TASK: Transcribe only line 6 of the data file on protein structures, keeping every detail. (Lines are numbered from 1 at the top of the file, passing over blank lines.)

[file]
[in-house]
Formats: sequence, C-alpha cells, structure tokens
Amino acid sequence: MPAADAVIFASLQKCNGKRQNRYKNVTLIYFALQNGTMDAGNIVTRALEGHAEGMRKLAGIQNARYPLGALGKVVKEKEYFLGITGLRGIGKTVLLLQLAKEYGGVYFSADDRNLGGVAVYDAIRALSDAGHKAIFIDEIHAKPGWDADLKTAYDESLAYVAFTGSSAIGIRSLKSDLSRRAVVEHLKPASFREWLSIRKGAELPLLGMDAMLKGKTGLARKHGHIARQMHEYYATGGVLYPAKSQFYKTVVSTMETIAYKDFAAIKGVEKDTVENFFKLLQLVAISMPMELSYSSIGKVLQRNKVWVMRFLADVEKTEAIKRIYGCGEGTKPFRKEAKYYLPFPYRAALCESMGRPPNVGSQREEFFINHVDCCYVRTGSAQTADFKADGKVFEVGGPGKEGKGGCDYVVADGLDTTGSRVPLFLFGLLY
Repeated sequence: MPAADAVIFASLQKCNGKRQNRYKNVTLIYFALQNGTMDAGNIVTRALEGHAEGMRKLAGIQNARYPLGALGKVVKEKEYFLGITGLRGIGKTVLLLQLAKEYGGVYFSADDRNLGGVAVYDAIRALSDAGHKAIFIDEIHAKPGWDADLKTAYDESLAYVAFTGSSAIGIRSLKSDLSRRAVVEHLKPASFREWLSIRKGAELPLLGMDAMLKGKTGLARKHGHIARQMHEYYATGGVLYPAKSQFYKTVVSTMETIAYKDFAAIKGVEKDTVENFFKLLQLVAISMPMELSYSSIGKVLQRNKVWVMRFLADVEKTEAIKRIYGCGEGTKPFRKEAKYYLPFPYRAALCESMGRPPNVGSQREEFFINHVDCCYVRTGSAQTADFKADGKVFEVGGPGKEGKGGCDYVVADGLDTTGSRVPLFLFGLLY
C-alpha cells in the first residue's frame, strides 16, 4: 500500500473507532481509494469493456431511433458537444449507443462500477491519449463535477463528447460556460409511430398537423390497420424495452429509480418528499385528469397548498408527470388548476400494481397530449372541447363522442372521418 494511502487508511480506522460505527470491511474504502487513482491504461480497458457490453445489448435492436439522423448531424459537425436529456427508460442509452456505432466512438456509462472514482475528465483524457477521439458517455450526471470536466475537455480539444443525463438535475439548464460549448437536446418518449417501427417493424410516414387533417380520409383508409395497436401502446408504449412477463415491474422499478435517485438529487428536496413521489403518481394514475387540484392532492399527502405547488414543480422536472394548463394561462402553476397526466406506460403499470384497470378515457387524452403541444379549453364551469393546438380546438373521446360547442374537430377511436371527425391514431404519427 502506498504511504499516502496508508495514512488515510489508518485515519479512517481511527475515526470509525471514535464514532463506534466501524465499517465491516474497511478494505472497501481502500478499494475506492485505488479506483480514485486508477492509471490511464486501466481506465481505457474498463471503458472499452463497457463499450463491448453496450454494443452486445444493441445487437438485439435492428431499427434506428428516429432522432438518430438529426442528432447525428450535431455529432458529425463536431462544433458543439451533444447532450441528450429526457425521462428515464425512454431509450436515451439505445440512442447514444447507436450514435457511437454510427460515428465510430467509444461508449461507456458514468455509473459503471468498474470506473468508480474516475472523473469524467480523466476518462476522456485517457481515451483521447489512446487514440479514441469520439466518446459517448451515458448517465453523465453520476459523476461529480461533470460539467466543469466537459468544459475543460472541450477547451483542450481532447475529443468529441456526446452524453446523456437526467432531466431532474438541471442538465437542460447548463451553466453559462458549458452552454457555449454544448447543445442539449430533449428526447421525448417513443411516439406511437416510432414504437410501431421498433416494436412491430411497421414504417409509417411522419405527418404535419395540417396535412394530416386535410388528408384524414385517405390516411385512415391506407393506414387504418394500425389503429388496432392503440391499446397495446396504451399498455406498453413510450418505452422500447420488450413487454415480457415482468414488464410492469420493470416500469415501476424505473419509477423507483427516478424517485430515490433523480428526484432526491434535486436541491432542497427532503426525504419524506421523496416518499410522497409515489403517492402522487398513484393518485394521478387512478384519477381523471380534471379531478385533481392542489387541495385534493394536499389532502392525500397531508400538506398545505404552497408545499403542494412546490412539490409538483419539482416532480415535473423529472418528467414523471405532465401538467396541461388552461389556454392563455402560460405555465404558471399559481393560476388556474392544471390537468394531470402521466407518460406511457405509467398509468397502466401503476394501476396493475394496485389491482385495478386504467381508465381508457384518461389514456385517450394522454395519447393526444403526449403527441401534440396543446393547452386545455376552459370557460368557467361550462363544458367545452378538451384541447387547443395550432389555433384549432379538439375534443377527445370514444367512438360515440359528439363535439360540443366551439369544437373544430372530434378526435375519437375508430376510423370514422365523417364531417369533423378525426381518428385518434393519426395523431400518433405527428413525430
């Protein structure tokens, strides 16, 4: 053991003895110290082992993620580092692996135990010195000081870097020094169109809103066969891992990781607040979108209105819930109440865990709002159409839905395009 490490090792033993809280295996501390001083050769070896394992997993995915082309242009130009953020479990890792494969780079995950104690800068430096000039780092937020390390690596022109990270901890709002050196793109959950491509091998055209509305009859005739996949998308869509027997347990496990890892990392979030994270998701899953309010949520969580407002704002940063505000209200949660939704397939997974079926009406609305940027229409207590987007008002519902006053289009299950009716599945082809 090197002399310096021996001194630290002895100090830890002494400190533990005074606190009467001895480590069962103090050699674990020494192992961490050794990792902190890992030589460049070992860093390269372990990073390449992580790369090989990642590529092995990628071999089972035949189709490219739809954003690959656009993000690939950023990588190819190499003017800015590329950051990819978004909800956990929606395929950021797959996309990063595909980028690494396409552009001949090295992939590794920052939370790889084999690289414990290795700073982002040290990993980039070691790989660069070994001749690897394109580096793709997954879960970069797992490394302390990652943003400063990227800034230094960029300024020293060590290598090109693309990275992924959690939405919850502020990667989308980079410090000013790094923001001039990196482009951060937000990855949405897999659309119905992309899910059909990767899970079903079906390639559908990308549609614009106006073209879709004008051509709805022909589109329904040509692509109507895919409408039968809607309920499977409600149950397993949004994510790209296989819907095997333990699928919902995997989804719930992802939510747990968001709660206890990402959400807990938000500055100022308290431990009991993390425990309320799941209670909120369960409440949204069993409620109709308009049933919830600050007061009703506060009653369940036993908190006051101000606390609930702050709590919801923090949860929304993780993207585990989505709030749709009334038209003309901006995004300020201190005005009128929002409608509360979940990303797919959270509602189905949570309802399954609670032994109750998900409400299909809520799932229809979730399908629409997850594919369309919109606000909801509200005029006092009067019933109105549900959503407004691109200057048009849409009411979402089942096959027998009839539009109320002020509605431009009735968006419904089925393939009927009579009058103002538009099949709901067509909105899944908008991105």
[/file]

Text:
């Protein structure tokens, strides 16, 4: 053991003895110290082992993620580092692996135990010195000081870097020094169109809103066969891992990781607040979108209105819930109440865990709002159409839905395009 490490090792033993809280295996501390001083050769070896394992997993995915082309242009130009953020479990890792494969780079995950104690800068430096000039780092937020390390690596022109990270901890709002050196793109959950491509091998055209509305009859005739996949998308869509027997347990496990890892990392979030994270998701899953309010949520969580407002704002940063505000209200949660939704397939997974079926009406609305940027229409207590987007008002519902006053289009299950009716599945082809 090197002399310096021996001194630290002895100090830890002494400190533990005074606190009467001895480590069962103090050699674990020494192992961490050794990792902190890992030589460049070992860093390269372990990073390449992580790369090989990642590529092995990628071999089972035949189709490219739809954003690959656009993000690939950023990588190819190499003017800015590329950051990819978004909800956990929606395929950021797959996309990063595909980028690494396409552009001949090295992939590794920052939370790889084999690289414990290795700073982002040290990993980039070691790989660069070994001749690897394109580096793709997954879960970069797992490394302390990652943003400063990227800034230094960029300024020293060590290598090109693309990275992924959690939405919850502020990667989308980079410090000013790094923001001039990196482009951060937000990855949405897999659309119905992309899910059909990767899970079903079906390639559908990308549609614009106006073209879709004008051509709805022909589109329904040509692509109507895919409408039968809607309920499977409600149950397993949004994510790209296989819907095997333990699928919902995997989804719930992802939510747990968001709660206890990402959400807990938000500055100022308290431990009991993390425990309320799941209670909120369960409440949204069993409620109709308009049933919830600050007061009703506060009653369940036993908190006051101000606390609930702050709590919801923090949860929304993780993207585990989505709030749709009334038209003309901006995004300020201190005005009128929002409608509360979940990303797919959270509602189905949570309802399954609670032994109750998900409400299909809520799932229809979730399908629409997850594919369309919109606000909801509200005029006092009067019933109105549900959503407004691109200057048009849409009411979402089942096959027998009839539009109320002020509605431009009735968006419904089925393939009927009579009058103002538009099949709901067509909105899944908008991105």